What? Can you cite a source for this “fact”? You have an extremely poor understanding of genetics and behavior. Individuals are not controlled by their DNA (which is fairly obvious if you look at the whole of human behavior); environment has a whole lot to do with it. Atheists have never claimed (that I know of) that environment is not a factor influencing human behavior. If you can find a peer-reviewed study that shows that environment has no effect on human behavior, please cite it here.

    As for the commandment by God question: You didn’t answer it. If God commanded you to kill someone, would you do it? Say God came to you tonight, when you were alone, and proved himself and his reality in the same manner he revealed the truth of the gospel to you, however that came about for you. Then he commanded you to kill someone, because it was his will for you to do so. Would you do it? If God is the source of all morality, killing someone at his command would inherently be the right thing to do, wouldn’t it?

  10. Eric Kemp Says:

    Morsec0de

    “I could kill you in defense.”

    That doesn’t answer the question, why shouldn’t I kill you? That’s why I SHOULD kill you.

    And we’re not talking about self defense and you know it.

    “You will be sacrificing your freedom in our society. Either directly, when people find out and chase you, or through yourself (paranoia, fear, hiding, etc) because there is no guaranty that you will get away with it.”

    Wether or not I get caught is not the point. I don’t plan on getting caught so whatever punishment society plans on hitting me with doesn’t matter to me. I don’t think my freedom will be sacrificed because I don’t think I’ll get caught. No one will find out, so no one will be chasing me. Threats of what might happen to me does nothing for you while my gun is to your head.

    Question: Why would freedom worry me if I’m just following what my DNA has me to do? Who are you to restrict my freedom when I’m just doing what my DNA has told me to do?

    “My family or friends may take vengeance.”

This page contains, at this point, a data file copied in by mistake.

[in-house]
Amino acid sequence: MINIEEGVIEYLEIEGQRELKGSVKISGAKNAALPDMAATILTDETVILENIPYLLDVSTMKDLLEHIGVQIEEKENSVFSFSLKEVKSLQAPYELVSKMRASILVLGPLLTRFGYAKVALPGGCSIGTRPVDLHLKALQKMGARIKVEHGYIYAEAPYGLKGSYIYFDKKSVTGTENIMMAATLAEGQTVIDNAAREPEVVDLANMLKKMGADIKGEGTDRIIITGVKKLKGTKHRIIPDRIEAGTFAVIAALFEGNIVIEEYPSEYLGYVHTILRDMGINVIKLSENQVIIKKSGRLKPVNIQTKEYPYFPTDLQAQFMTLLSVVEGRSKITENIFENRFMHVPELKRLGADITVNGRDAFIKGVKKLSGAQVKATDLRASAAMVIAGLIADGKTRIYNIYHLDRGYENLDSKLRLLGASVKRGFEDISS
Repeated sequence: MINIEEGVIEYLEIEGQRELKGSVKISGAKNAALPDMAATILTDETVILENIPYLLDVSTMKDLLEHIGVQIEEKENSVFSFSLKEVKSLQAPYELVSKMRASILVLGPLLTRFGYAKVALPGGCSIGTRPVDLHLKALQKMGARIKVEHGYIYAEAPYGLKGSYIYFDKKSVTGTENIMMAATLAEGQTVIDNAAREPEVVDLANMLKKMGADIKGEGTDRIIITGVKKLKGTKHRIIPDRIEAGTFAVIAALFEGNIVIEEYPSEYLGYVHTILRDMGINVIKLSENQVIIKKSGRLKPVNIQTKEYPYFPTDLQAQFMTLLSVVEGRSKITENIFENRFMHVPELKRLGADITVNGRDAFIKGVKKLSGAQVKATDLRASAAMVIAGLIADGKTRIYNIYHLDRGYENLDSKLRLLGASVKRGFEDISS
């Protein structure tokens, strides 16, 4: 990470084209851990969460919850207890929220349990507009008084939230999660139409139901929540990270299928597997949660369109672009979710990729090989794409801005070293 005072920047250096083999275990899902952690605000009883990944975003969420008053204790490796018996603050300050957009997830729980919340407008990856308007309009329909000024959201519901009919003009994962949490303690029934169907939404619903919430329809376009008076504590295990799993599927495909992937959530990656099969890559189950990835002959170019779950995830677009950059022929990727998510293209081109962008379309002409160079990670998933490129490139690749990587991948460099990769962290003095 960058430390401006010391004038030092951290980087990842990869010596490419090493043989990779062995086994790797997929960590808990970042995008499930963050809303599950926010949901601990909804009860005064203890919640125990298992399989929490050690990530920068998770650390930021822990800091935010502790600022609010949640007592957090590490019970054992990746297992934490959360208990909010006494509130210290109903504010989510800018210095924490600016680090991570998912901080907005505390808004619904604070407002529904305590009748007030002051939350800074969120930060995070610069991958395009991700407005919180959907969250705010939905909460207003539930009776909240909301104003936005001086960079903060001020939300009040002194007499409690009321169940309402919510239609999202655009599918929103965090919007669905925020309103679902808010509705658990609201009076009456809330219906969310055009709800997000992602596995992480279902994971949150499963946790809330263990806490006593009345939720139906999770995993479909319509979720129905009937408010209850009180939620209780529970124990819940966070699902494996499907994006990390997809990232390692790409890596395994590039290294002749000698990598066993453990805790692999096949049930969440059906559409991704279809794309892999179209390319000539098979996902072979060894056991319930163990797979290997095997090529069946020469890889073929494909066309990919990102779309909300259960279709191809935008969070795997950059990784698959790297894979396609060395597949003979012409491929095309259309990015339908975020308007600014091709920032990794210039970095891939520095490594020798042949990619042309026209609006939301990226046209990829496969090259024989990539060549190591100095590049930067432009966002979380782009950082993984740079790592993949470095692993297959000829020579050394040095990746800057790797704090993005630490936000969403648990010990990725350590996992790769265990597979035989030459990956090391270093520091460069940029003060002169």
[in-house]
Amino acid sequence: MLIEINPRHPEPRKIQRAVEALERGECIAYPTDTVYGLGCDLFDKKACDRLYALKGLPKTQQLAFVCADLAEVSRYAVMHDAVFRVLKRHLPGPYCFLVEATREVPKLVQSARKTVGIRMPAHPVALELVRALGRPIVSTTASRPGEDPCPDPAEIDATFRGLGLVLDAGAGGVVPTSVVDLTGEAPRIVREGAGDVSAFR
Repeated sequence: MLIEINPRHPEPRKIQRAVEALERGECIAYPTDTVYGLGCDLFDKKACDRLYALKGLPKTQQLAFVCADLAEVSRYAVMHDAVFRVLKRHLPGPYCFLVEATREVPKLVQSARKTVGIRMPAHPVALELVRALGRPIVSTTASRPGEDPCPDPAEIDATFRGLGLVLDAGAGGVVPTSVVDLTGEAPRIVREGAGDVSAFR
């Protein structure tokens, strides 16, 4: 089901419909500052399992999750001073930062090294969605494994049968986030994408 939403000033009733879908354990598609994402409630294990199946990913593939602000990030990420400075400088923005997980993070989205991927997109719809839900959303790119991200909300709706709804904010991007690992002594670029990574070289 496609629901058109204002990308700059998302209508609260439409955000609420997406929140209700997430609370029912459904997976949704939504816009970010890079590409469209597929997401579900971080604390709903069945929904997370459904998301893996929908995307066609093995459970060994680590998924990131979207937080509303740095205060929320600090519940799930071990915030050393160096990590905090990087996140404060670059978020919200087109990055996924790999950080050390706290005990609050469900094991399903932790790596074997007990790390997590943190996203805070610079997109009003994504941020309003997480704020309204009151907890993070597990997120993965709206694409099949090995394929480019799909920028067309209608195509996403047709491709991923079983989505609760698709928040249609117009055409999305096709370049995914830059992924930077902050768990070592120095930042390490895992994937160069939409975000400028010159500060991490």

They won’t find out who killed you so they can’t take vengeance on me. Threats of what might happen to me doesn’t save you while my gun is to your head.

    “I could have a horrible disease that I can give to you while you try and kill me. (Even if it’s not a bloody death, I bite and scratch.)”

    Cleanliness is part of how I don’t get caught and how anything you have won’t affect me (ever seen “Dexter”?), nor deter me, nor give me a reason not to kill you.

    “I don’t see why it can’t be right or wrong AND just what the combination of your life experiences and genes has you do.”

    You can “don’t see it” all you want, but that’s not an argument. If it’s what my genes has me do, then it’s not a choice, and if it’s not a choice, then it’s not moral or immoral, it’s just biology. It’s really that simple.

    But, you still haven’t answered my question. The only reasons you gave me were threats of future punishment that may or may not happen. Those aren’t reasons to not kill you right now.

  11. Eric Kemp Says:

    Morsec0de

    “Furthermore, why do you assume your DNA demands you to kill other people? It doesn’t.”

    How do you know what MY genes are telling me to do? How do you know that I don’t have a “murder” mutation?

    “This should read “In a universe concocted of assumptions, stereotypes and inaccuracies that Eric Kemp chooses to call ‘atheistic’”.”